FORT WORTH It takes a special kind of storytelling talent to bring the house down with an anecdote about a joke that bombed, especially when you bring the house down by retelling the joke. But that’s just one of the little tricks that David Sedaris pulled off during his show Saturday night at Bass Hall.
Granted, the joke has a punch line so aggressively dirty that if I were to reprint it, I’d get fired, but it involves a grandfather’s response to the statement “Tell me something I don’t know” — and the audience that didn’t like it had, as Sedaris put it, an “average age of 600.” When Sedaris relayed the tale about the joke’s flopping, the Bass Hall audience convulsed, and it was hard to tell how much of the laughter was at the anecdote and how much was at the joke.
But it was part of the rhythms of the show, during which the humorist and NPR contributor got away with several lines he’d never get away with on public radio. As always, he read from written material, but the opening bit — about language courses, Americans’ overuse of the word awesome and the predictability of what hotel and restaurant workers say — played like strong observational stand-up comedy.
Except that Sedaris’ bits are long, going off on tangents that make you forget how they started, but somehow finding their way back to their entry point. Their forms varied — the most poignant being a New Yorker piece about the suicide of his sister Tiffany this year, a sad tale that found humor in the way Sedaris’ eccentric family reacted.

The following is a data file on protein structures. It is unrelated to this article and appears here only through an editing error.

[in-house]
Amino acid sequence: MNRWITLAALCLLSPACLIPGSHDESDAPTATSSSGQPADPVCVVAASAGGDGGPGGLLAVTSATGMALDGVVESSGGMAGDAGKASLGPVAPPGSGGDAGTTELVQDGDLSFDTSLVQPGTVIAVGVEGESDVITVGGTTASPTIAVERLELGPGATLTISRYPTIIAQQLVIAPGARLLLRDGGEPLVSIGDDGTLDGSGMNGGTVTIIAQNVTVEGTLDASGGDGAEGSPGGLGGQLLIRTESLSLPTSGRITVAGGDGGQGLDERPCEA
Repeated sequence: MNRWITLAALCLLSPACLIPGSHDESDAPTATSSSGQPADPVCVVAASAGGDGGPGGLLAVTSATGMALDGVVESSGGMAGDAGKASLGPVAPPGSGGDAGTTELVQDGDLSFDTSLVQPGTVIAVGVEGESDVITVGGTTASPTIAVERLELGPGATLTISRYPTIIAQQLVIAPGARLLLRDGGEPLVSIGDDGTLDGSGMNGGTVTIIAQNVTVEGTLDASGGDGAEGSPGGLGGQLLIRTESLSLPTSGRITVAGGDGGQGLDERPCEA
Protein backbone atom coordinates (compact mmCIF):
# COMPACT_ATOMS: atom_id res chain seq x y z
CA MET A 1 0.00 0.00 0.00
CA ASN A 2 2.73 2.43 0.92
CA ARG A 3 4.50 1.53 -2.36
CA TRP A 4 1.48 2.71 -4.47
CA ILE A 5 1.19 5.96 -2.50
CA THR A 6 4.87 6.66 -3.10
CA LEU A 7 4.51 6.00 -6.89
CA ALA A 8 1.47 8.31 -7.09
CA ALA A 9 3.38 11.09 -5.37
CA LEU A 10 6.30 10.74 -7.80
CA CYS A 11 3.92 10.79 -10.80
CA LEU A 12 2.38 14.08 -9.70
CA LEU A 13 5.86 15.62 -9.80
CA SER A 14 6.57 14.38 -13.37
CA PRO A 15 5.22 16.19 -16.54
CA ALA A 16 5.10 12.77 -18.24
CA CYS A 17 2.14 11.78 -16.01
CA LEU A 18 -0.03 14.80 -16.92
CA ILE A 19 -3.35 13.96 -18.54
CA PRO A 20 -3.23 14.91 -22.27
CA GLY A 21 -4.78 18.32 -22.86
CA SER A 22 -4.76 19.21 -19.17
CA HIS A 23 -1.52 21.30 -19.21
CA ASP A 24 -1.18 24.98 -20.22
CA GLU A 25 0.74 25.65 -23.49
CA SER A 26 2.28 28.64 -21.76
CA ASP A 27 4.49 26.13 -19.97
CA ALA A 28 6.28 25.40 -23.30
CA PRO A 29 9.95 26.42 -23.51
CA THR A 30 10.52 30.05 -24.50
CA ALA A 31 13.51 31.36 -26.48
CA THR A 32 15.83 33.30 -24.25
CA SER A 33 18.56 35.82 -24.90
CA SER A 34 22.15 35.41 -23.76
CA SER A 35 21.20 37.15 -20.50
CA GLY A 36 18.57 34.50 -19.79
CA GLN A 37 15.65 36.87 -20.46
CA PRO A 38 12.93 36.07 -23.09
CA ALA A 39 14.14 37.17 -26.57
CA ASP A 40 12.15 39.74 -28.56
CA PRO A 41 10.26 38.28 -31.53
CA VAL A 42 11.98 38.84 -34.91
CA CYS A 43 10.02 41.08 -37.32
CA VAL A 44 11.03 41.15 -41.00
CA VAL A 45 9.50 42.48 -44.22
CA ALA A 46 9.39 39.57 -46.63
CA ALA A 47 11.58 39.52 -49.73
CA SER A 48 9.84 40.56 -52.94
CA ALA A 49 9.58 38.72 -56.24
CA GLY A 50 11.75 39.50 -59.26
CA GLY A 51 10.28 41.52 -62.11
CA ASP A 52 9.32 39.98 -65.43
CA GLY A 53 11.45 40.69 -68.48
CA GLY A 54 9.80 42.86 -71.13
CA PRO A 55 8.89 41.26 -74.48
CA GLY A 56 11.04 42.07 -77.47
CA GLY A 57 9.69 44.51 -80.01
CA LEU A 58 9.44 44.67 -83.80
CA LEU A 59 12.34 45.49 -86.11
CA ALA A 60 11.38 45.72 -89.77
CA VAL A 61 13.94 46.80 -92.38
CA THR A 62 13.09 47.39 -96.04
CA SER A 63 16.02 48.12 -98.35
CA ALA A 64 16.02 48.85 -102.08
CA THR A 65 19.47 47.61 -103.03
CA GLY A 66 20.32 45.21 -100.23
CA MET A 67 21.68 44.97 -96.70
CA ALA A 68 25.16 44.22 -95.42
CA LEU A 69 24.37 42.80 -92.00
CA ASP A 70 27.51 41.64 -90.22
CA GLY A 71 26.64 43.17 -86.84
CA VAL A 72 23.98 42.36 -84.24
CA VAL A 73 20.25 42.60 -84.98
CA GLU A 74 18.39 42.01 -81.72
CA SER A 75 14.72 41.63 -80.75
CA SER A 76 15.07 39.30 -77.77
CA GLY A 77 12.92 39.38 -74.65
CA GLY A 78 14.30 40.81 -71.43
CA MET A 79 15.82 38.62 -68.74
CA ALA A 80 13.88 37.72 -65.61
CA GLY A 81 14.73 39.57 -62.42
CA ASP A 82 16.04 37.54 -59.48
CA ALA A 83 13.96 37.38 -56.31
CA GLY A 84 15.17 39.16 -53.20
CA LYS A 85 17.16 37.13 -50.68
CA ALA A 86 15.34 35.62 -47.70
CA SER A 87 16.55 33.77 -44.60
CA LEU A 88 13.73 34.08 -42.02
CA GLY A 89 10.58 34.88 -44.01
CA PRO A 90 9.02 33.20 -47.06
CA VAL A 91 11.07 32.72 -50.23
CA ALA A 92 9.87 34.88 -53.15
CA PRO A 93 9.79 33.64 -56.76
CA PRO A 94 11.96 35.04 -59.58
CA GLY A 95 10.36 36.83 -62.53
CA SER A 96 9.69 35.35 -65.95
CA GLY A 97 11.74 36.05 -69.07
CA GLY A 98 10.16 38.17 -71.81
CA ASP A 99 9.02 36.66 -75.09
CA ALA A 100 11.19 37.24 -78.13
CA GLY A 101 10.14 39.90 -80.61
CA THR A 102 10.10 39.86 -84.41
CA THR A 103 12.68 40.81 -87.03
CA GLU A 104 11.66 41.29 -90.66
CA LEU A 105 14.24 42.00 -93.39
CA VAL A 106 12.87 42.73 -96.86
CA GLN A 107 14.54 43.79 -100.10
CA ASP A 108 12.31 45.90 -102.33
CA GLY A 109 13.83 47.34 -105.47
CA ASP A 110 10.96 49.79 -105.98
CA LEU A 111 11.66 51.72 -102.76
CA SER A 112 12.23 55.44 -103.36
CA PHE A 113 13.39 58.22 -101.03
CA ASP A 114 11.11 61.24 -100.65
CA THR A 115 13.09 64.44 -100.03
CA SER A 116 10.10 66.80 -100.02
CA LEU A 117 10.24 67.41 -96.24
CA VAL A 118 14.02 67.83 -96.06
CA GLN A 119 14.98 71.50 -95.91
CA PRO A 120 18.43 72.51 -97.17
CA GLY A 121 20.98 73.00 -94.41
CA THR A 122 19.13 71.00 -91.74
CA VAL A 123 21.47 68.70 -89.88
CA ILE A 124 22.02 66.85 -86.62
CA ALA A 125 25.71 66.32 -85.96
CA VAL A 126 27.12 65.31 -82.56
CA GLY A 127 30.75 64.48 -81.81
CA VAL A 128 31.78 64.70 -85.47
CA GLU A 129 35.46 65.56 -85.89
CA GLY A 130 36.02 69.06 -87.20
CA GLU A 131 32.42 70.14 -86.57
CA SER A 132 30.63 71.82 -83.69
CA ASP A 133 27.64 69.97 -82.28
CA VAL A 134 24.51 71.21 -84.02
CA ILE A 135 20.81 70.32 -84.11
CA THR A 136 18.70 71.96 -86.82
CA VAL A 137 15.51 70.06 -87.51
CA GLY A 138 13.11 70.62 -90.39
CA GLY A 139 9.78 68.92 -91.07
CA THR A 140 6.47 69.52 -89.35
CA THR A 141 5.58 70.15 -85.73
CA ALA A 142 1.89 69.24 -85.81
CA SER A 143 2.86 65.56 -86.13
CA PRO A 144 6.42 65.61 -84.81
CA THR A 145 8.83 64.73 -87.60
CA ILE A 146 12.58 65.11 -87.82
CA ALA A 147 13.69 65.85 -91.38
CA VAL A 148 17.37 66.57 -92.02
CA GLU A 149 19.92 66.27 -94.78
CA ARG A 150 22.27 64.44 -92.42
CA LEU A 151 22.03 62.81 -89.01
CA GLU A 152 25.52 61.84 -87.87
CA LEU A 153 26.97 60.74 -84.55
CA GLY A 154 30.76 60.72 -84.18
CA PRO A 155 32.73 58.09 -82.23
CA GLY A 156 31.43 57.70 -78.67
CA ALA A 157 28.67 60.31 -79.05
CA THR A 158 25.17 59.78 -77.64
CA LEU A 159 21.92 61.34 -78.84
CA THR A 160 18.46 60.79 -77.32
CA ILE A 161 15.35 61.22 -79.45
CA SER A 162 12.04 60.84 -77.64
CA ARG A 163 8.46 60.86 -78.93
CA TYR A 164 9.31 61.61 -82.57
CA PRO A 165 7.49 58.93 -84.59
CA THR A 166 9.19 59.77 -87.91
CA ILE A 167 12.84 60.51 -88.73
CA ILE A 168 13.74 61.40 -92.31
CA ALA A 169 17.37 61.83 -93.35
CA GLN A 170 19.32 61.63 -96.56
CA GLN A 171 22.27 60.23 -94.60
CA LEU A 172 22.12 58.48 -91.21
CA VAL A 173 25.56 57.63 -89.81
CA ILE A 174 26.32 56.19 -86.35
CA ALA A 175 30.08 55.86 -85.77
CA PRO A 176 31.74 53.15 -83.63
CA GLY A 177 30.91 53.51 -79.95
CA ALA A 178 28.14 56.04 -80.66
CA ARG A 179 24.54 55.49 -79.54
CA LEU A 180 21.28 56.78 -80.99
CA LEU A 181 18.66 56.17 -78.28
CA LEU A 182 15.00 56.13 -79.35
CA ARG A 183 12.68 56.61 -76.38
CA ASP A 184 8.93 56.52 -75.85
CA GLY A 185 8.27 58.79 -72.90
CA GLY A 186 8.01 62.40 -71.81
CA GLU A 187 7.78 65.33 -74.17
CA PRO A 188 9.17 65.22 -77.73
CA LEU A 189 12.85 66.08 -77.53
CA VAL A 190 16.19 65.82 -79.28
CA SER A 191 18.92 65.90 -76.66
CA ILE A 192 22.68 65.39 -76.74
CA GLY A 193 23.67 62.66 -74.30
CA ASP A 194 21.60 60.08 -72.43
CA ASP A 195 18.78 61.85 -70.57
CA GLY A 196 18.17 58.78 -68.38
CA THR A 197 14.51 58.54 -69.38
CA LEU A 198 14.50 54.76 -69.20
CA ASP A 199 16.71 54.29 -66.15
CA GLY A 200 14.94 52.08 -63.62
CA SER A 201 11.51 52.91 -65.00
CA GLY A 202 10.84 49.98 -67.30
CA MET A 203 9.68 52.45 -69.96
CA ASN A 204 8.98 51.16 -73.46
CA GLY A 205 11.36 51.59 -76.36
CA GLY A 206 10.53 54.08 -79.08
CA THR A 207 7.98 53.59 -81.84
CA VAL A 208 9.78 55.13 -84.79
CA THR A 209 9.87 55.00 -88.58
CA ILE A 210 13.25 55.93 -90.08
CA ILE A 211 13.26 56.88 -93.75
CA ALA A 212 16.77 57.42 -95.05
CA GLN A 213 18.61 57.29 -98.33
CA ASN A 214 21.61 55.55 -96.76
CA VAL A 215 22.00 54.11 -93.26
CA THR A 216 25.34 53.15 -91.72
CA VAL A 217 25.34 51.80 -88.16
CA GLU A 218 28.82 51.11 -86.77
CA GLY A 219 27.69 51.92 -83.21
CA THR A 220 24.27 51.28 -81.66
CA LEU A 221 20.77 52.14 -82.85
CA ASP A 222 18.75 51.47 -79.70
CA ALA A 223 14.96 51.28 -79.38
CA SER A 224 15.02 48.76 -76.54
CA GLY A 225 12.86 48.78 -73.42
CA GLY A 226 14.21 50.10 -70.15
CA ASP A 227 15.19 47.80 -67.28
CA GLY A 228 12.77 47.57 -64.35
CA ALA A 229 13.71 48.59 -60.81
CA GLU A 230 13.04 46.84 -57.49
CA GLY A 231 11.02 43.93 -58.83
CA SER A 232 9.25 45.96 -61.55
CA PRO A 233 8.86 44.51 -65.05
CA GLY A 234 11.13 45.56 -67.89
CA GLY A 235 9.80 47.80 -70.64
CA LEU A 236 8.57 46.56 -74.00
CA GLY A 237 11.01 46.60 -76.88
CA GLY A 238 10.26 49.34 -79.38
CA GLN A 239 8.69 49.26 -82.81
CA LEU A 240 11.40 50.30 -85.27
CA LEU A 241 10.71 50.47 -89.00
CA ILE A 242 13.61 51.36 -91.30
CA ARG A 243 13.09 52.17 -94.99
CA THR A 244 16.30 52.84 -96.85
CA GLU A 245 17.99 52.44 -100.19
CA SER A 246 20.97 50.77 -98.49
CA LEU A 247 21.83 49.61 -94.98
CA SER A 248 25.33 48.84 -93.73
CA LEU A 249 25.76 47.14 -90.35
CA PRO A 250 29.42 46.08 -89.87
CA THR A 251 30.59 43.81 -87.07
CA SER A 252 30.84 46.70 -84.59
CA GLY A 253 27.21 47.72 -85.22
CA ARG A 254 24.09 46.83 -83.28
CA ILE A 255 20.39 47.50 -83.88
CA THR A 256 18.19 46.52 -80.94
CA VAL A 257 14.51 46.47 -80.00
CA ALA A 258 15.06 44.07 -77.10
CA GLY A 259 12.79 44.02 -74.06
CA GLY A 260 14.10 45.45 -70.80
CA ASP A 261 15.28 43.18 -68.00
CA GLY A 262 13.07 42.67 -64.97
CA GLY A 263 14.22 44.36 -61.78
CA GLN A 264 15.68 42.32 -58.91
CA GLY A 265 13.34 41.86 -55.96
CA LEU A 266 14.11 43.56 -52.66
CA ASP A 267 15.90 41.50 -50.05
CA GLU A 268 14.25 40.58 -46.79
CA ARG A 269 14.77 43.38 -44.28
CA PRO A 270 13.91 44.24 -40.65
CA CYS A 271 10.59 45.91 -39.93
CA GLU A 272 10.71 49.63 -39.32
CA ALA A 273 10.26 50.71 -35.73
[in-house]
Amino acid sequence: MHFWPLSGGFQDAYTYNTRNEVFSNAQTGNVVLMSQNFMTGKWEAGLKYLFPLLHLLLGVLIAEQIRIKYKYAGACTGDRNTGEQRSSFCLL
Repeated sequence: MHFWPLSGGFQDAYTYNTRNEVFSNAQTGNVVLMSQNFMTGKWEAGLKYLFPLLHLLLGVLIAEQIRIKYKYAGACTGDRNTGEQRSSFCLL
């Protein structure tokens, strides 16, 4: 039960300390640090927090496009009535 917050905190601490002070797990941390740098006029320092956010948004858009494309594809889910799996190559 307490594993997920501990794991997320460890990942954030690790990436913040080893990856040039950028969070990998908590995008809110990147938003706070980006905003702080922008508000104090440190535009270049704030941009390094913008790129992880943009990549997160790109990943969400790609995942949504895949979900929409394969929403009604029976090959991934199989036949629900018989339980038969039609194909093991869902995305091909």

A “dramatic monologue” from his latest book, Let’s Explore Diabetes With Owls, contained twists that became more surreal after Sedaris introduced it as a fictional piece he had written so that teens would have a good piece to read at forensics contest. Some of the other readings came from this year’s entries in a diary that Sedaris has obsessively kept, according to an NPR report, since 1977; the biggest laugh came from yet another unprintable bit about a shocking note he wrote during a book-signing at a teen’s request.
Sedaris speaks with the measured rhythms of an NPR announcer, but with the perfectly timed pauses and left-field punch lines of the best comedians. He seemed to lose a couple of beats while reading a passage from Nothing to Envy, Barbara Demick’s book about life in North Korea, going faster than usual as the tone turned serious.
And then he added the kicker — he’s recommending Nothing to Envy not just because it’s a great book about people living horrible lives, but there’s nothing anyone can do to help them, so you can enjoy its greatness without feeling guilty. It takes a special kind of storytelling talent to get a big laugh out of that.